Memorials will be held in Miami today over the 15th anniversary of the Brothers to the Rescue tragedy -- when the Cuban military's shot down exile planes dropping pro-democracy leaflets over Cuba.
Four members of the organization were killed.
Outrage among Cuban exiles over the 1996 shooting halted the Clinton administration's tentative efforts to reach out to the communist government and paved the way for the Helms Burton Act, which turned the U.S. embargo to Cuba into permanent law. Previously it had been maintained under an executive order that a president could rescind at any time.
Relatives and supporters planned to join survivors and other members of the Brothers to the Rescue group at the Opa-locka Airport from where the planes took off in 1996 and later at a memorial in Hialeah Thursday afternoon. The group had been warned about flying over Cuban airspace but says its pilots were not over Cuban airspace when they were attacked.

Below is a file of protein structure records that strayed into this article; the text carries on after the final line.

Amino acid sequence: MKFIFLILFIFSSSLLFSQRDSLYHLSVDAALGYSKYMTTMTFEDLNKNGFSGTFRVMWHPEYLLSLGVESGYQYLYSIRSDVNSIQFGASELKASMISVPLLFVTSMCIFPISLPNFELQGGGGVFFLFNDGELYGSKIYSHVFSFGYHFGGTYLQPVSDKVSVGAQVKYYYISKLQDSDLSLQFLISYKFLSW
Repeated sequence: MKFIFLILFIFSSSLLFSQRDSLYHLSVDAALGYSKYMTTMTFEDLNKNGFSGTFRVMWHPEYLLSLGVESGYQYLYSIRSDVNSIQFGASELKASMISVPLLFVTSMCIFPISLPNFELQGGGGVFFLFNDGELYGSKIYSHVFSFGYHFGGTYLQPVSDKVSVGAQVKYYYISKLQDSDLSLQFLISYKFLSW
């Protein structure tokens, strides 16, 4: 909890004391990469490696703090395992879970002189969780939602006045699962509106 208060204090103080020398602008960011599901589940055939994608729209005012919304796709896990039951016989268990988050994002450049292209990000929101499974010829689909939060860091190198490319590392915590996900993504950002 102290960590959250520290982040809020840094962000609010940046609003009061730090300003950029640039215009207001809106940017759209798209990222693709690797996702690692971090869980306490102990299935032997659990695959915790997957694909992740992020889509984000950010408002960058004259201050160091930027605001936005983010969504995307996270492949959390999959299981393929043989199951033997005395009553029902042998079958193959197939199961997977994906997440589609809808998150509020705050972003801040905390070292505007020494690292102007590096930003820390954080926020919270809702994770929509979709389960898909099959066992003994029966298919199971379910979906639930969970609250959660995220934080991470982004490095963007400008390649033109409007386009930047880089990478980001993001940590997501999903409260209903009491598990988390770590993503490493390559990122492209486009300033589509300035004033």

During the 1990s, the group also helped identify and rescue Cubans fleeing the island by boat through the treacherous Florida Straits.
The Hermanos al Recate anniversary comes one day after the first anniversary of the death of Cuban political prisoner Orlando Zapata Tamayo following an 83-day hunger strike. He was imprisoned for disrespecting authority.
Zapata's death drew worldwide attention to the plight of the island's dissidents in advance of that anniversary, the Cuban government detained Zapata's mother for 12 hours.
On Wednesday, the U.S. issued a statement condemning the treatment of Zapata's mother and commemorating his death. The statement did not include any reference to the Brother to the Rescue anniversary.
Based on reporting by The Associated Press.